Tag Archives: Svartifoss

Mysterious, Humbling, Inhuman Iceland

Welcome to the Black Falls, Svartifoss.

I really think no words have ever been created for this, but talking around its edges for weeks would be enjoyable. I think the lichen gets it.

I know the raven does.

Don’t expect your tour operator to tell you about this. It’s not a human thing, and it’s their job to be a good host and look after your bodily comforts. Bodily discomforts, well, that’s for you to find out on your own.


It is not a human world.

Falling in Iceland

Fall.

Rockfall.

Svartifoss

Waterfall.

Svartifoss

Icefall.

Screefall.

Bu├░aklettur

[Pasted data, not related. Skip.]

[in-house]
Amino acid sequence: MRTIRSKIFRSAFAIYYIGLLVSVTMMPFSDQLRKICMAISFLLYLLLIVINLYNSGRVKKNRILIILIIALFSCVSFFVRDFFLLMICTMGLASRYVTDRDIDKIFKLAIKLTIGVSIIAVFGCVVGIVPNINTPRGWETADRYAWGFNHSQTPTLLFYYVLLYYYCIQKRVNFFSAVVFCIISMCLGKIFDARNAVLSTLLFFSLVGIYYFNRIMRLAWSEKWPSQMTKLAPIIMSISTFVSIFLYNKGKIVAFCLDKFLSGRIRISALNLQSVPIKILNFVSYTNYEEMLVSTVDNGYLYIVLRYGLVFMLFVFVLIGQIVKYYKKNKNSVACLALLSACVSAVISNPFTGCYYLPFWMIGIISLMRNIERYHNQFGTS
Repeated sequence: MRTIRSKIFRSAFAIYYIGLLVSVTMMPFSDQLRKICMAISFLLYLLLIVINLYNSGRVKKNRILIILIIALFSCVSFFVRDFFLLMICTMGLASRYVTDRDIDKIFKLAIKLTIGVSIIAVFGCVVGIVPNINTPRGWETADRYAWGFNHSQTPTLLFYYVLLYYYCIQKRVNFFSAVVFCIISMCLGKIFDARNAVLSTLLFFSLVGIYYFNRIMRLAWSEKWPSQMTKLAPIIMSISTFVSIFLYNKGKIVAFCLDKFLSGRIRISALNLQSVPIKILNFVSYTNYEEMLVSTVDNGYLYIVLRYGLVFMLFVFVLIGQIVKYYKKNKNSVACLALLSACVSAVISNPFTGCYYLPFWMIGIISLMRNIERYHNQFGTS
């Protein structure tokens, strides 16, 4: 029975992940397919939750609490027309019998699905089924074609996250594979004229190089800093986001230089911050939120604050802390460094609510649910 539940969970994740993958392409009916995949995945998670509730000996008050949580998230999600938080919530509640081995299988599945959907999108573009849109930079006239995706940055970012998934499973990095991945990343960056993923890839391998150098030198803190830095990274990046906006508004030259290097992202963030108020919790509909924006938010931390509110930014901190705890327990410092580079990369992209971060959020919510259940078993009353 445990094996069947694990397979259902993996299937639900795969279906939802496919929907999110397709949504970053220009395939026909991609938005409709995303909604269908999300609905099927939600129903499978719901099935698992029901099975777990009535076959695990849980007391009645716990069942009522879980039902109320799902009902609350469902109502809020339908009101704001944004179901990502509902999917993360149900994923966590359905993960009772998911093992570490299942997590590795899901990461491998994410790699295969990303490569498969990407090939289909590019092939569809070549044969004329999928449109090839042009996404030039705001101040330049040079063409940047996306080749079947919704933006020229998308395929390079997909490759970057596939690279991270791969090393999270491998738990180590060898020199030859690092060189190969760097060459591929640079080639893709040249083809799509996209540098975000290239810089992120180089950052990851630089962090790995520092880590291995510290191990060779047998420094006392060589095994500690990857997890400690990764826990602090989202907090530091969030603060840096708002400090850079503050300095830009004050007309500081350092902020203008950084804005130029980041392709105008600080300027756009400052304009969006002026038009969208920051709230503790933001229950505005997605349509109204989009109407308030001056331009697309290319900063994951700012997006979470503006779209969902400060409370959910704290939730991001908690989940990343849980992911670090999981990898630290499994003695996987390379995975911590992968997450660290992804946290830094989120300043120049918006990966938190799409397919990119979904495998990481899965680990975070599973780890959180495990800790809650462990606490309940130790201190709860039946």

The sense of the ancient word “fall” is preserved in English today in the expression “falling away,” and the word “fell,” denoting a primitive evil. It denotes the state of entering what is not there, of suddenly having no earth holding you up, which the planet does, kindly enough.

It holds you up in all sorts of different ways. And then it lets you go.

 

Falling to the Centre of the Earth

When I first saw Svartifoss, a waterfall in Skaftafell National Park, I fell in love. When I approached it in late fall four years later, I fell in love again. It was darker now, and somehow even more glorious.

What’s not to love! Just to the left of the fall, the earth reveals the fall’s real story, though:

It’s not the water that falls here, but anything that enters this space, even the earth.

Even me. Even you. That is powerful earth magic for sure.